Alphabet’s Waymo autonomous-car unit is preparing to dip its toes into one of the biggest and most challenging ridehailing markets there is: The ride to and from the airport.
Waymo is planning to test service between Phoenix Sky Harbor International Airport and downtown, the company said at a TechCrunch conference last week. Initially, its driverless Jaguar SUVs won’t attempt to hazard the promenades immediately in front of the terminals at the nation’s ninth-busiest airport. Instead, they will serve rail stations at the airport’s perimeter (see map), letting departing passengers take the shuttle from there to begin the trek to the gates.
“Eventually we’ll expand to the terminal,” said Waymo spokesperson Julia Ilina. “Terminal dropoff is a challenging, chaotic thing.”
Phoenix is already a key test market for Waymo, which like other driverless-vehicle companies is still refining its technology before a wide launch. The company is expanding into allowing fully driverless cars to serve downtown Phoenix, while the first rides to the airport will have a Waymo employee in the car in case they are needed. The airport runs will initially serve other Waymo workers before expanding in phases to “trusted testers” and the general public.
Serving airports looms as a major opportunity for Waymo and for established ride-hailing services like Uber and Lyft. Both companies have wanted to phase out drivers to become the profit engines investors in their initial public offerings expected. Uber lost $5.9 billion in the first quarter of 2022, though its core ride-hailing unit eked out a $168 million profit before interest, taxes, depreciation and amortization. That was less than 1 percent of gross bookings. Like Uber, Lyft reported a net loss but positive earnings before interest, taxes, depreciation (EBITDA) on ride hailing.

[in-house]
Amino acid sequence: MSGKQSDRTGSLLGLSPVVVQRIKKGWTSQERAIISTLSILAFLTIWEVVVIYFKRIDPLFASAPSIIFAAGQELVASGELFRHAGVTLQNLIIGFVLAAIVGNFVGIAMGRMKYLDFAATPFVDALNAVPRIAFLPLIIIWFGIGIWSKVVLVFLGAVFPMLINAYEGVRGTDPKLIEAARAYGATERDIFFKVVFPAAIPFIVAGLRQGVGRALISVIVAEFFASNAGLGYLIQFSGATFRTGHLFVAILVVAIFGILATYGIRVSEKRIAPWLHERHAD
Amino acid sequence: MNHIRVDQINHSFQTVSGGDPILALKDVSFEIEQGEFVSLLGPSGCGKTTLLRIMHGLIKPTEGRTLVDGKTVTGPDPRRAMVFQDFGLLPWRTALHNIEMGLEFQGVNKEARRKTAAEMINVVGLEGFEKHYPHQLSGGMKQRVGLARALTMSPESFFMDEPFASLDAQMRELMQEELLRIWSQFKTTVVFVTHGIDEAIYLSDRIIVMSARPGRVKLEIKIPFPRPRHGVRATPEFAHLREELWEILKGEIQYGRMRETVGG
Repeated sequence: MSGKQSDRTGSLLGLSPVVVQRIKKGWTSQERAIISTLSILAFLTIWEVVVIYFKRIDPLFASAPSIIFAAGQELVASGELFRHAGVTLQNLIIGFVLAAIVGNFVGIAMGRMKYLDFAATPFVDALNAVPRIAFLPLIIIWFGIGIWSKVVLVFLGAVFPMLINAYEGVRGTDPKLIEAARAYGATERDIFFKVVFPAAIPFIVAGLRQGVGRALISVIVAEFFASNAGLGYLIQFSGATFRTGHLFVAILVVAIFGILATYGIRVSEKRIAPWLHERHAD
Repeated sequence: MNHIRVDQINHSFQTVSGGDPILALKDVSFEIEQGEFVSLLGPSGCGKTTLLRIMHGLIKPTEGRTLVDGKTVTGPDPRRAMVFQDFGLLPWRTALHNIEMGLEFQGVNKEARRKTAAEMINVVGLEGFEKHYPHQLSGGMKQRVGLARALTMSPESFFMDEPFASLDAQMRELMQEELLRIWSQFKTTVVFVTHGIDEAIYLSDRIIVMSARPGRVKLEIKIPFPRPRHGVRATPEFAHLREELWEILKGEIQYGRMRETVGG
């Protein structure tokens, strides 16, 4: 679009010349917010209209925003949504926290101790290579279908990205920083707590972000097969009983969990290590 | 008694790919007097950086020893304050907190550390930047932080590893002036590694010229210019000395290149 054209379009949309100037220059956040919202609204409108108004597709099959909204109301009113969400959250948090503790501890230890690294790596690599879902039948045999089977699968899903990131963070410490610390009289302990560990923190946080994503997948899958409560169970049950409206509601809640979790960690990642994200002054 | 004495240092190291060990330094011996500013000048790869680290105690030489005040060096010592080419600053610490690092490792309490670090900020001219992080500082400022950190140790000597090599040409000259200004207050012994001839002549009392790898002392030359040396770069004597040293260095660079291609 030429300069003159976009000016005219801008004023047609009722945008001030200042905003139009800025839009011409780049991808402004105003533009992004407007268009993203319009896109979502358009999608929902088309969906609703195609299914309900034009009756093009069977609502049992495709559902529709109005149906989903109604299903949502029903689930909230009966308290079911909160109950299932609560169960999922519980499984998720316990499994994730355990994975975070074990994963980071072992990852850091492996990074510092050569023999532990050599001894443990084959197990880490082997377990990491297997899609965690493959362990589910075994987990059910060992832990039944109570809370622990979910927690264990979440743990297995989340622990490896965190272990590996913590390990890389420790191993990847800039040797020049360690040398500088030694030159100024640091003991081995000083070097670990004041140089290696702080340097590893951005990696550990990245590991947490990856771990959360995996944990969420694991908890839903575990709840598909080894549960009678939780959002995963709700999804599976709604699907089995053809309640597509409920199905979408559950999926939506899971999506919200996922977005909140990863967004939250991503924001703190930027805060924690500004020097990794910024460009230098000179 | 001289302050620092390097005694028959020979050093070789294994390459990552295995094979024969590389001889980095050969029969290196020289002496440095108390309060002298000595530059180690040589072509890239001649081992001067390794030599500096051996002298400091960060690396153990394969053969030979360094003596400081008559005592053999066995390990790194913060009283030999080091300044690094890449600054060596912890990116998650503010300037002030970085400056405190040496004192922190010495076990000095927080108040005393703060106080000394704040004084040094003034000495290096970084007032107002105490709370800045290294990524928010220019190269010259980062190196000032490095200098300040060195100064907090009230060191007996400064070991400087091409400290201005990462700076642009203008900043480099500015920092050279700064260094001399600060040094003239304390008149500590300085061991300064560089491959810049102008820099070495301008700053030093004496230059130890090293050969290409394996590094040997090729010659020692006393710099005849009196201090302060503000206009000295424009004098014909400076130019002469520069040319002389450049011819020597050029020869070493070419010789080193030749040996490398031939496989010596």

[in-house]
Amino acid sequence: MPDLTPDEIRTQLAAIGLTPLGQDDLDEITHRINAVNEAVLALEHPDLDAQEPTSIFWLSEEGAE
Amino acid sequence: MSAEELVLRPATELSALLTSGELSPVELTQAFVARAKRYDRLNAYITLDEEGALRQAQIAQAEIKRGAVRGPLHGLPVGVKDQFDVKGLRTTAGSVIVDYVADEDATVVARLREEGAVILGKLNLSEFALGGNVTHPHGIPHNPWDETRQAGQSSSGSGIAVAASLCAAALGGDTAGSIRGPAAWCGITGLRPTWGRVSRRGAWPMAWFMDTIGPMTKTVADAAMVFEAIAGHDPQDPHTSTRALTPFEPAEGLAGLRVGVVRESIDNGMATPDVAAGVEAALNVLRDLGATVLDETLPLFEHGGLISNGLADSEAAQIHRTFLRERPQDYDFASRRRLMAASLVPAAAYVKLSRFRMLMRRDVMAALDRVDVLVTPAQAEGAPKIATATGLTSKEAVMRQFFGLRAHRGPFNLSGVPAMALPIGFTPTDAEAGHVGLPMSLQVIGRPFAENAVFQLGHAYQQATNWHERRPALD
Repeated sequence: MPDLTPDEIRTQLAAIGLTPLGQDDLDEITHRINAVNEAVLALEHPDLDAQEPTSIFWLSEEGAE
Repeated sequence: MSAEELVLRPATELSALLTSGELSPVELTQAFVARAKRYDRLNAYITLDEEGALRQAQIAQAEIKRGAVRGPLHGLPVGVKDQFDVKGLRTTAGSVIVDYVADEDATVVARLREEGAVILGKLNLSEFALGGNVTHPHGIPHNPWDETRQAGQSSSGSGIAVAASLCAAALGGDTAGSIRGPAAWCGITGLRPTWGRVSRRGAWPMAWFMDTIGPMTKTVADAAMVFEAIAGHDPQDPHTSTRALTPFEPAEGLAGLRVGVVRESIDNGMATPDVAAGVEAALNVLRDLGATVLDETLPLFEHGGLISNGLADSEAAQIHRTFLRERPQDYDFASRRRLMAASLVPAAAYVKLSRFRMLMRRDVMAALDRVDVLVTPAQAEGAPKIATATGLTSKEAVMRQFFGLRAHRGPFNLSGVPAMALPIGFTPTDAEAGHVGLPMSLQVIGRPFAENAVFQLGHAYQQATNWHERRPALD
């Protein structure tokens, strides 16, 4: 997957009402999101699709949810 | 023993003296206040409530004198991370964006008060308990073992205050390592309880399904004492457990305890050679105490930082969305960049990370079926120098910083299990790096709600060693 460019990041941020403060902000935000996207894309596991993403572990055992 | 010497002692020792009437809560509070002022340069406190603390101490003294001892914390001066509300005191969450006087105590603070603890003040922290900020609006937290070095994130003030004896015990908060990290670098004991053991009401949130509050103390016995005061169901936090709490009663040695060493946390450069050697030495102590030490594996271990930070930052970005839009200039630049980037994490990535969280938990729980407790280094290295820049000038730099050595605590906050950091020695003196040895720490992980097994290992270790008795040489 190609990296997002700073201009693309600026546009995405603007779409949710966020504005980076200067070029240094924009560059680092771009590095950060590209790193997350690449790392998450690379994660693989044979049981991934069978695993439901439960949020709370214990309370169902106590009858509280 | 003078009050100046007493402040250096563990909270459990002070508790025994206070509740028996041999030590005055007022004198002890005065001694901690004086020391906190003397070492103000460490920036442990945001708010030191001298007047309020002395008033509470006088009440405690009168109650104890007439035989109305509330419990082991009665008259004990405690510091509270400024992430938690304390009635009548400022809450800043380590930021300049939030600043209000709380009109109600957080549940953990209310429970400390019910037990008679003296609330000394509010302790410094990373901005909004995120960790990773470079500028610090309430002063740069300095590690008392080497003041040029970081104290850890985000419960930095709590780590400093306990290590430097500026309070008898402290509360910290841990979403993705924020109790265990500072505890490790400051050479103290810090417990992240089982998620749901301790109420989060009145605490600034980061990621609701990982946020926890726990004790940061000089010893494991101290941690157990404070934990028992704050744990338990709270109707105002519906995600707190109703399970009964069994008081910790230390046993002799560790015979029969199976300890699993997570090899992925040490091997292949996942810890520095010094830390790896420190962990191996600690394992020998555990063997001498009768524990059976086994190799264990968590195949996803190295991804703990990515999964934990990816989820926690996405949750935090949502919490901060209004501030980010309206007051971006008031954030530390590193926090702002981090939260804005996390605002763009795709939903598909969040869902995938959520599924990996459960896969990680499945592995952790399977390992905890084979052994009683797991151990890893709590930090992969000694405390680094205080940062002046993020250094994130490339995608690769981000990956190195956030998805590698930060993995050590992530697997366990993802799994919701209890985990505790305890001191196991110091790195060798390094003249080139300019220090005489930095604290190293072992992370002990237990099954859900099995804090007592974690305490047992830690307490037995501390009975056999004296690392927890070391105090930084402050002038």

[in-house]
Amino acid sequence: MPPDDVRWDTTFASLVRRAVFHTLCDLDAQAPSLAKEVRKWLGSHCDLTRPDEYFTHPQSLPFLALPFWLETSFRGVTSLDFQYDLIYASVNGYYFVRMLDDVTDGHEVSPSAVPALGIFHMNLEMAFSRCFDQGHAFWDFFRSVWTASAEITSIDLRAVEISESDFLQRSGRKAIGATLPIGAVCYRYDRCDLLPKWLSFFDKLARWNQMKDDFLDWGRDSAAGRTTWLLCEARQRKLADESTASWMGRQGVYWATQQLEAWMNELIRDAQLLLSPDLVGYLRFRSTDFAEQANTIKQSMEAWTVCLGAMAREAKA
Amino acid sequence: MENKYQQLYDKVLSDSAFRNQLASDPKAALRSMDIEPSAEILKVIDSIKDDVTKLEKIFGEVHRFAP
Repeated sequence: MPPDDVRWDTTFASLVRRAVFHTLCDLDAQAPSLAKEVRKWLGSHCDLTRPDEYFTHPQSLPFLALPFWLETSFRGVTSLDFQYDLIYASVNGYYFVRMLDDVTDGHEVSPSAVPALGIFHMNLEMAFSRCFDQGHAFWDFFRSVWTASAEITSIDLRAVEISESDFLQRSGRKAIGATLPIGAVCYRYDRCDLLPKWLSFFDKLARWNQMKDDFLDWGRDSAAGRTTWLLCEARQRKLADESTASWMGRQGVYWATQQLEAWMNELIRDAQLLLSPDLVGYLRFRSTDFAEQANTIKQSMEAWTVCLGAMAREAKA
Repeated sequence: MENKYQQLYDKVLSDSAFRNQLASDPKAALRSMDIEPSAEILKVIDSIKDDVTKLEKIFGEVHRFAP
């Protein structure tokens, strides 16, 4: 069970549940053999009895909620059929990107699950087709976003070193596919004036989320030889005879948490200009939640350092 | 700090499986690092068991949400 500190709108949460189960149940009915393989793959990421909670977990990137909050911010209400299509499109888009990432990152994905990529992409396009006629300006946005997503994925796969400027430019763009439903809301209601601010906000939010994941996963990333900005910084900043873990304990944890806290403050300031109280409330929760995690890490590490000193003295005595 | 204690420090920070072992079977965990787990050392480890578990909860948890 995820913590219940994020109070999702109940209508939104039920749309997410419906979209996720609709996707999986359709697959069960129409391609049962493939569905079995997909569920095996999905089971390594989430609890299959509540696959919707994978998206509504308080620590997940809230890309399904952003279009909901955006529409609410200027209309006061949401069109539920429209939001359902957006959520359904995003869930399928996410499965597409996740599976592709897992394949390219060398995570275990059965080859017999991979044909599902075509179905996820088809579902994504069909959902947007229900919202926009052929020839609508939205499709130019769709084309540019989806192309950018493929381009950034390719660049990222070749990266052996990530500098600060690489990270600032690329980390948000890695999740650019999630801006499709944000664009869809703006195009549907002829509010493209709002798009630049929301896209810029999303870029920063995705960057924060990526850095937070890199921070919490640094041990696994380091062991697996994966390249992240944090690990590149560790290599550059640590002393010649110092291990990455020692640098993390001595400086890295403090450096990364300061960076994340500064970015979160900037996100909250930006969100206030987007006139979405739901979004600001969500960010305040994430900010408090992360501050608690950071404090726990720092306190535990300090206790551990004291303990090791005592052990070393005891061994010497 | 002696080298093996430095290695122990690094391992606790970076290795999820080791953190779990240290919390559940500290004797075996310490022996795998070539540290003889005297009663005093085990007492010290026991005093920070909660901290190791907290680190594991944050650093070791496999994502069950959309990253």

Lyft shares have lost three-fourths of their value since peaking right after the company’s 2019 IPO, and Uber is down more than 60% since February 2021.
“The thing about airports is that they’re predictable,” said University of Oregon professor Benjamin Clark, an expert in the urban planning effects of autonomous cars. Like trucking, another expected early use case for driverless vehicles, airport runs usually are made on clear, unobstructed roads, he said. “There are more obstacles in cities than on a highway trip to the airport.”
Sky Harbor generates between 11,000 and 14,000 ride-hailing trips daily, said Tamra Ingersoll, a spokeswoman for the airport, with up to 1,400 more taxicab trips.
Waymo is on the fifth generation of its driverless software platform, which it uses on Jaguar I-Pace electric SUVs. It has used its fourth-generation technology in Chrysler minivans in other parts of Phoenix, but those are not slated to be part of the airport service initially,
“We’ve been investing and moving qualitatively forward on the technical side to that fifth-generation system that is designed to work everywhere,” said Dmitri Dolgov, co-CEO of Waymo, speaking at the TechCrunch Sessions: Mobility conference on May 18.
“Now we’re exercising that muscle of deploying but doing it on the new system, and we’re moving much faster than we’ve ever been before. You’re seeing that in San Francisco. You’ll see that in downtown Phoenix, and we will exercise the playbook as we go after new markets.”
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